How goofy can you get. Governor Daniels at what was likely the last minute to act before the testimony at today’s budget subcommittee hearings on the failed privatization project would likely be the lead story, cancels IBM’s contract. And The Indianapolis Star acts like it is brave mea culpa.
The story here is that IBM is out and was only brought in as a teammate for this contract so that Affiliated Computer Services (ACS) wouldn’t be the top name on the RFQ submittal. Since it would look pretty dicey, and was pretty dicey for Mitch Roob to leave ACS to go to work as Daniels’ Director of Family and Social Services Administration and immediately give his old company this sizable contract.
A contract that just gets more sizable by the day. With IBM’s exit, ACS is just going to get more business out of this. The “hybrid system” Daniels is implementing will grow this private layer of ACS intake personnel and supervisors that will in turn cases over to government caseworkers.
Caseworkers may still never have direct interaction with the clients even though part of the federal governments concern was that there mist be a state government official to sign off on determinations. So ACS just gets to grow this failed contract even as IBM gets tossed. Thanks Mitch Roob.
ACS keeps getting more business too. In addition to this contract they’ve been awarded more Daniels Administration plums. Not the least of which is the Healthy Families contract they are vying for funded with tobacco tax funds.
All this while their main government contract with FSSA and the Governor’s largest privatization effort was in trouble all the way up to the federal government for failure to provide service and lack of accountability.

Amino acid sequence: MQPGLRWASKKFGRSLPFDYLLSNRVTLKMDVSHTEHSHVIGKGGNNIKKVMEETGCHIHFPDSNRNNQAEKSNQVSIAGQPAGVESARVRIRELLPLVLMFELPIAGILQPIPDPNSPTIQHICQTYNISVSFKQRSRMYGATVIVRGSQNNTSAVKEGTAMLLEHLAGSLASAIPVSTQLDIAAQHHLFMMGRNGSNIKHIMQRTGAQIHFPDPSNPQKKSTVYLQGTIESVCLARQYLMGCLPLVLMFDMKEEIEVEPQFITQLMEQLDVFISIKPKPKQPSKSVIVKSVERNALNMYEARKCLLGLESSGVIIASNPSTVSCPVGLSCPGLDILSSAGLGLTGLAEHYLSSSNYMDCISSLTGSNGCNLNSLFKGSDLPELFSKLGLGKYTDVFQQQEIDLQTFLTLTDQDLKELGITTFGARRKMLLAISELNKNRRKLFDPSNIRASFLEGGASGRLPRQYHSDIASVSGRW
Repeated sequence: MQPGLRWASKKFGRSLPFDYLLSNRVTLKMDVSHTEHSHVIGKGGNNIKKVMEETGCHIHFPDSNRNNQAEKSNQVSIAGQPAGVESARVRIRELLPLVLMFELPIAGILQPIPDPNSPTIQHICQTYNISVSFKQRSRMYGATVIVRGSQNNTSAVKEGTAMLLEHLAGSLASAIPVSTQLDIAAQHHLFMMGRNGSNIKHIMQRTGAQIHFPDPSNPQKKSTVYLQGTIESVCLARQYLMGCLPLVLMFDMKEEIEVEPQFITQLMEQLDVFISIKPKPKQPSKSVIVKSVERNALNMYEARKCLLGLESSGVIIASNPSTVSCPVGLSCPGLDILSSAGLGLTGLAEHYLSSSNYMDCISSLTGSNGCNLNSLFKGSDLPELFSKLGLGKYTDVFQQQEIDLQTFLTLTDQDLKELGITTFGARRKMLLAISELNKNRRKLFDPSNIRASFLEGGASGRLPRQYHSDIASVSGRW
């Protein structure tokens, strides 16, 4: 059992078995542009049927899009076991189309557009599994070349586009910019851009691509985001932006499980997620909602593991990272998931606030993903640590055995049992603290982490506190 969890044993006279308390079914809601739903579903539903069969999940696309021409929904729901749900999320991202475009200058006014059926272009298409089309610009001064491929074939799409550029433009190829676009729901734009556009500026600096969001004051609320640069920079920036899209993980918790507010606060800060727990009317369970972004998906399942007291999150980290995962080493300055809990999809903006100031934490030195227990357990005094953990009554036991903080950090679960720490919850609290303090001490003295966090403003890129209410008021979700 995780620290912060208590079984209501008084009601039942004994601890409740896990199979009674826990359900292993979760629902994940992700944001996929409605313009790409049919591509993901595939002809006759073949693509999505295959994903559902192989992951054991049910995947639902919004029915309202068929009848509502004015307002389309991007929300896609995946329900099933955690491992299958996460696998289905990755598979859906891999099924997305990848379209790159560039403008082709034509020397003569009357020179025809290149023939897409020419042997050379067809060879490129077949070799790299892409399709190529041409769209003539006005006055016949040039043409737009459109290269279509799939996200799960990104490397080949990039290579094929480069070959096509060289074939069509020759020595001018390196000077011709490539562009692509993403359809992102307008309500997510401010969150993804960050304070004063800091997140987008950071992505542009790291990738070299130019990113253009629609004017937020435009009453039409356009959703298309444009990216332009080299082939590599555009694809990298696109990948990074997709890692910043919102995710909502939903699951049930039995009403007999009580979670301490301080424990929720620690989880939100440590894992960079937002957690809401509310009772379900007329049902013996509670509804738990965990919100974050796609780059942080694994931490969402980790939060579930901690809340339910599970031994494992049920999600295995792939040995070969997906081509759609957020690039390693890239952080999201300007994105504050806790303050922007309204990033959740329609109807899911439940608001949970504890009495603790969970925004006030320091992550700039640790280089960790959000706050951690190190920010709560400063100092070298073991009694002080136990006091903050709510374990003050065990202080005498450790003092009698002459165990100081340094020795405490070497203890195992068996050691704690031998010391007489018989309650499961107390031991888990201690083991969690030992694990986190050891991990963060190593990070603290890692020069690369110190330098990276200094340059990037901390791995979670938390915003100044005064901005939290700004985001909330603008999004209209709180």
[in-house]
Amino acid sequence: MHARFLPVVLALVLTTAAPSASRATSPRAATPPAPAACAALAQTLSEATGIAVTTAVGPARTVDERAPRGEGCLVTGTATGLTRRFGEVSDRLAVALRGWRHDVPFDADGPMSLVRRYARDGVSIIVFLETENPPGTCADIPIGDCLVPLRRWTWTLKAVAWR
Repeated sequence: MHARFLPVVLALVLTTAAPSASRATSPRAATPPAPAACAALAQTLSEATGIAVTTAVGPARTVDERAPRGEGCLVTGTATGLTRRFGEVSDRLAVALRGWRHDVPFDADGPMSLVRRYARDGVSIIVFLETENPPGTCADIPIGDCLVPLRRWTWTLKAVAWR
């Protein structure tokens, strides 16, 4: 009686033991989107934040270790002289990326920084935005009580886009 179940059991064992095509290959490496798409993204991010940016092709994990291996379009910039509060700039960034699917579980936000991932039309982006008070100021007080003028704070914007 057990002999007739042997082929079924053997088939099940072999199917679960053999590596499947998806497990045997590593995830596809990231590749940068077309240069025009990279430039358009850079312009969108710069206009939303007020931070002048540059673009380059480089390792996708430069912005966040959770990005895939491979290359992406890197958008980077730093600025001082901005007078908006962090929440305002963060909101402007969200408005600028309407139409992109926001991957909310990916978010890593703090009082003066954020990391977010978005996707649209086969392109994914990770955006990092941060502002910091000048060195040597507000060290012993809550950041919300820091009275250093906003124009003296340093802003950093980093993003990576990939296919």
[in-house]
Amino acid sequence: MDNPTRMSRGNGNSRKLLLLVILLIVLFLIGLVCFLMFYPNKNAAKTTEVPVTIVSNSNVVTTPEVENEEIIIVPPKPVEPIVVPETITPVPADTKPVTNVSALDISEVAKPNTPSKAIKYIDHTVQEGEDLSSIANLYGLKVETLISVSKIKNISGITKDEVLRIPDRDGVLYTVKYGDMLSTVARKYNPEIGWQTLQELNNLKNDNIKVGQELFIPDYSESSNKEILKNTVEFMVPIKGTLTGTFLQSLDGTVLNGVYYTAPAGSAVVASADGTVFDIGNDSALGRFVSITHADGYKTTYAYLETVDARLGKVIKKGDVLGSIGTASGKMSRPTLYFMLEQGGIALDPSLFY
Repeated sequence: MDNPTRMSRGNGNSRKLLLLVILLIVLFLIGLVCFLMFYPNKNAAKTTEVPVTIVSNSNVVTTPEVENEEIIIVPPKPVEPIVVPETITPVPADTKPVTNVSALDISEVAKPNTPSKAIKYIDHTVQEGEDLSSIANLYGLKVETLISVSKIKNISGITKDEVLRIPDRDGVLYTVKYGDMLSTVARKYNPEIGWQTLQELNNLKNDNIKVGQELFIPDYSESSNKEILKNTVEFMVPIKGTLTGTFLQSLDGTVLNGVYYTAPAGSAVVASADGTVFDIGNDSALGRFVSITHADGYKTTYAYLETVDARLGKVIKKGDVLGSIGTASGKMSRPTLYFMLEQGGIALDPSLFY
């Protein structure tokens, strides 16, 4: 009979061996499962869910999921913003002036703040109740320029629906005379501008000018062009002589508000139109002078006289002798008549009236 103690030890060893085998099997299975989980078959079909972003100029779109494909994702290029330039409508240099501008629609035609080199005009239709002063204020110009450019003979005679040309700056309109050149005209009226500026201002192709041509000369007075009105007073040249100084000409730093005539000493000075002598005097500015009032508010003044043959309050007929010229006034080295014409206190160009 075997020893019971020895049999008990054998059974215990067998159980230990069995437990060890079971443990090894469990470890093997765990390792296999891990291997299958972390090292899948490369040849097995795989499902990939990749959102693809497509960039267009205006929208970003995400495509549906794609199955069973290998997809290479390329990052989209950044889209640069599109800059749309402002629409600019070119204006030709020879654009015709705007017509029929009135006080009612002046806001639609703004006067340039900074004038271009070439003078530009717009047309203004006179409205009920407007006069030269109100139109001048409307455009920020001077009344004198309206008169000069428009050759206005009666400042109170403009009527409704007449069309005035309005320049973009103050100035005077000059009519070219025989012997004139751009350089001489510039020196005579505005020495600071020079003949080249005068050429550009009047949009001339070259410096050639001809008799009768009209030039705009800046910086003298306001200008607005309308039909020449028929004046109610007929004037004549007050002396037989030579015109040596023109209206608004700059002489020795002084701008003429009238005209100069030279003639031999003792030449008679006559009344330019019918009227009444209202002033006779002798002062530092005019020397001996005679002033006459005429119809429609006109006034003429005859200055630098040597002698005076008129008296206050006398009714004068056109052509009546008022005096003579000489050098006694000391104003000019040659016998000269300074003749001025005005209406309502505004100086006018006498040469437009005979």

Representative Dennis Avery (D-Evansville) put it best when he told A Loyal Opposition, “I guess the administration thought they were doing such a bang-up job that they awarded them more work.”
The Star even points out that there are substantial questions about the capability of ACS.
IBM’s contract will be terminated Dec. 14, and a new contract will be negotiated with ACS and other companies, according to Marcus Barlow, an FSSA spokesman.He said some details, including what happens to the call centers where initial applications were made under the IBM system, need to be worked out.
Ken Ericson, a spokesman for ACS, said the company “remains fully committed to the success of this project.”
Its continued involvement, though, concerns some of the same groups that on Thursday were applauding Daniels’ decision to ax IBM.
John Cardwell, chairman of the Indiana Home Care Task Force — a coalition of organizations for the elderly and disabled that has pushed for the cancellation of the IBM contract — called Daniels’ decision to restore face-to-face contact a positive.But, he said, complaints have been raised about ACS employees’ lack of knowledge about federal welfare laws, and he said he’d prefer to see experienced state-employed caseworkers handle the initial contacts.Legislators who had been inundated with constituent complaints and had launched hearings into the IBM-led system hailed Daniels’ decision.
It is doubtful that they even have the capacity for this type of contract management. But that doesn’t stop a company from accepting more work. Even Republican blogger Paul Ogden is admitting that these things smack of cronyism:
Originally started for the purpose of introducing competition into the delivery of services normally provided by government, privatization has devolved into a new form of patronage for elected officials seeking campaign contributions. Further, the original goal of privatization – competition – has been subverted by long-term, monopolistic contracts and a failure to supervise the contractor’s performance under those contracts.